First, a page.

For those in the LA California area, here is an event not to miss, directly from Reed to you.
Image: Q. R. Ghazala, Vox Insecta, 2001, original and bent circuit.
990 North Hill Street, Suite 180
Los Angeles, Ca 90012
323 223 0224
Instruments: a group exhibition of sound producing structures by Koh Byoung-o, Paul DeMarinis, Reed Ghazala, William Leavitt, Nam June Paik, Clare Rojas, Dani Tull, William T. Wiley, and Robert Wilhite to be exhibited at SolwayJones
June 27 – August 15, 2009. The exhibition will also include a historical and diverse selection of acoustic and analog electronic instruments made in 1970s to the present. A series of performances will be held in the gallery during the months of July and August. Please call the gallery for further details and schedule.
Reed Ghazala is recognized as the father of circuit-bending, discovering the process in 1966, and is credited with launching the first grass-roots electronic art movement. ”Trigon Incantor” 2001 uses a Touch & Tell child’s game and altered Texas Instruments electronics realized as a human voice synthesizer controlled by steel balls positioning upon a pressure-sensitive stage. The rolling movements produce loops of abstract sounds and unique musical languages. Also on display are Ghazala’s Vox Insecta and Species Device. Ghazala is the author of numerous articles on electronics and experimental musical instruments including the seminal twenty-article circuit-bending series in Experimental Musical Instruments Magazine, 1992 – 1998. Reed Ghazala lives and works in Cincinnati, Ohio.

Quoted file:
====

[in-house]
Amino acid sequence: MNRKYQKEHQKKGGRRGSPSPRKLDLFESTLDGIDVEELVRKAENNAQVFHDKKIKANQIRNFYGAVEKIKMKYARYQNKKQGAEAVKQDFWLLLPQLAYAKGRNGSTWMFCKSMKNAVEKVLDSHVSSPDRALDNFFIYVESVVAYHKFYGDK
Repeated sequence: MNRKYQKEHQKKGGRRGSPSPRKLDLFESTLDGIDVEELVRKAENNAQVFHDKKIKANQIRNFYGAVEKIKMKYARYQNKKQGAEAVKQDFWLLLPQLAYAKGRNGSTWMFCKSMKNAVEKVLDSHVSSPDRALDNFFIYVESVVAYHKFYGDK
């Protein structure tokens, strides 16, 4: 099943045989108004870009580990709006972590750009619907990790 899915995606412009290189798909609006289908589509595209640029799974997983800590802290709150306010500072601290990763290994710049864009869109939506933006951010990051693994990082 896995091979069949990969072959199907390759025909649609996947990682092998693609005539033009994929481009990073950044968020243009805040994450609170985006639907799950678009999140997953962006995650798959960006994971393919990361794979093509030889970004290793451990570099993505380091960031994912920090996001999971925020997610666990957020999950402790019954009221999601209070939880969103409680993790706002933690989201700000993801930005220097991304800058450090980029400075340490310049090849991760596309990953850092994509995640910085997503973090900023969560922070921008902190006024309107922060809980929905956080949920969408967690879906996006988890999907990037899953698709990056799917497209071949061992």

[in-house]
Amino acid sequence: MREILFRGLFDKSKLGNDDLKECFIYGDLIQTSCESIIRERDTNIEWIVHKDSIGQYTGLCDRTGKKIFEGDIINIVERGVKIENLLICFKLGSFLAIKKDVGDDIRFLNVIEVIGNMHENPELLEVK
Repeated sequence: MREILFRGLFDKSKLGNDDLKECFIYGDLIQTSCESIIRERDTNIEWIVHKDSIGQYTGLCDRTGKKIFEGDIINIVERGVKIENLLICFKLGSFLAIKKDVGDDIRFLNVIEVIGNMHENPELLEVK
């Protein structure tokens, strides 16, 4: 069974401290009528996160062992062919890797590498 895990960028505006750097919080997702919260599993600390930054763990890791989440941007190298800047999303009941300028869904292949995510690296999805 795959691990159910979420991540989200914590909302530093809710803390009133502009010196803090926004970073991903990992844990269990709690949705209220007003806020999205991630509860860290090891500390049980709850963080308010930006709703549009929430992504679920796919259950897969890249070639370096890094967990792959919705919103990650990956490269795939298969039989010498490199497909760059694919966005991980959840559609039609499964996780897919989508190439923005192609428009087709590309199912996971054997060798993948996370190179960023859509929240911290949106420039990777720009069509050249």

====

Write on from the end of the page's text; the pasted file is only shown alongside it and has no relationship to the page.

Since the early 1970s, Los Angeles artist, designer, and musician Robert Wilhite has been involved in a variety of sound-oriented performances that have been both an auditory and visual means of presenting sculptural objects to an audience. Instruments will include his 1977 sound structure, “Gongs from Ramona,” produced for the play, Ramona, a theatrical collaboration with Guy de Cointet. This exhibition will also include his early single string instruments including a Rietveld–inspired painted wood bow sculpture.
Los Angeles based William Leavitt is a theater artist, painter, and musician who has performed and exhibited in Los Angeles since 1975. He wrote and produced his first theater piece, “The Silk,” in 1975. Around 1988 he began working with Joseph Hammer and Rick Potts on experimental music projects. They collaborated on the music for “Random Trees”, a play that was presented at the Santa Monica Museum of Art in 1990. As a cellist, he has performed in several local groups including Solid Eye, The Subtones, and Provisional Riviera. He was awarded a grant from the National Endowment for the Arts for New Genres in 1991 and a John Simon Guggenheim Fellowship in 1998. This exhibition will include his hand-built instruments “Two by Cello” and “One by Bass” from 1991-92.
San Francisco painter, filmmaker, and musician Clare Rojas has been long known for her personal and signature folk art-like gouache and latex paintings of colorful crisp figurative subjects and landscapes, often painted on antique banjos. Her work has been associated with the San Francisco group of artists known as The “Mission School,” a loose collection of artists clustered together in the Mission District of San Francisco. Two painted banjo works from 2007 will be included in the exhibition.